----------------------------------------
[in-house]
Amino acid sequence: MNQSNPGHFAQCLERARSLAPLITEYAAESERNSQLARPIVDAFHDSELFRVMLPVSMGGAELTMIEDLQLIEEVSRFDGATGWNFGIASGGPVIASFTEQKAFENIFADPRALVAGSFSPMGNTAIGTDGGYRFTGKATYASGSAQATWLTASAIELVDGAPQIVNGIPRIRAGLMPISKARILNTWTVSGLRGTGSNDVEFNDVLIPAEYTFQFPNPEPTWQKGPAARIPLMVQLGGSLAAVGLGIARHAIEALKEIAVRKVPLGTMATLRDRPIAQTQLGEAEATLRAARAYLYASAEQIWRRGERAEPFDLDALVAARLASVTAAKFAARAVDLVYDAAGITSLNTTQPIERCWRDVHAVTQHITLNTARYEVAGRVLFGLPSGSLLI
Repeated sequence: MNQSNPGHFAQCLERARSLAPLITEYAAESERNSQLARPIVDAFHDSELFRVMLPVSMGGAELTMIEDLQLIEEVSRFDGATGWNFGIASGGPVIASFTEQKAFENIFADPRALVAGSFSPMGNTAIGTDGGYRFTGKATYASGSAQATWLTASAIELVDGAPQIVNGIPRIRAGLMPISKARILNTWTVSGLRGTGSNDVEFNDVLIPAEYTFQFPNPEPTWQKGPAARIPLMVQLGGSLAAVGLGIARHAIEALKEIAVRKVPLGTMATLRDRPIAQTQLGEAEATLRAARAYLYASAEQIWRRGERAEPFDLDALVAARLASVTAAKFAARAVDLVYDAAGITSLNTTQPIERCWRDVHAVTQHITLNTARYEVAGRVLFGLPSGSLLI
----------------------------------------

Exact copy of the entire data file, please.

[in-house]
Amino acid sequence: MNQSNPGHFAQCLERARSLAPLITEYAAESERNSQLARPIVDAFHDSELFRVMLPVSMGGAELTMIEDLQLIEEVSRFDGATGWNFGIASGGPVIASFTEQKAFENIFADPRALVAGSFSPMGNTAIGTDGGYRFTGKATYASGSAQATWLTASAIELVDGAPQIVNGIPRIRAGLMPISKARILNTWTVSGLRGTGSNDVEFNDVLIPAEYTFQFPNPEPTWQKGPAARIPLMVQLGGSLAAVGLGIARHAIEALKEIAVRKVPLGTMATLRDRPIAQTQLGEAEATLRAARAYLYASAEQIWRRGERAEPFDLDALVAARLASVTAAKFAARAVDLVYDAAGITSLNTTQPIERCWRDVHAVTQHITLNTARYEVAGRVLFGLPSGSLLI
Repeated sequence: MNQSNPGHFAQCLERARSLAPLITEYAAESERNSQLARPIVDAFHDSELFRVMLPVSMGGAELTMIEDLQLIEEVSRFDGATGWNFGIASGGPVIASFTEQKAFENIFADPRALVAGSFSPMGNTAIGTDGGYRFTGKATYASGSAQATWLTASAIELVDGAPQIVNGIPRIRAGLMPISKARILNTWTVSGLRGTGSNDVEFNDVLIPAEYTFQFPNPEPTWQKGPAARIPLMVQLGGSLAAVGLGIARHAIEALKEIAVRKVPLGTMATLRDRPIAQTQLGEAEATLRAARAYLYASAEQIWRRGERAEPFDLDALVAARLASVTAAKFAARAVDLVYDAAGITSLNTTQPIERCWRDVHAVTQHITLNTARYEVAGRVLFGLPSGSLLI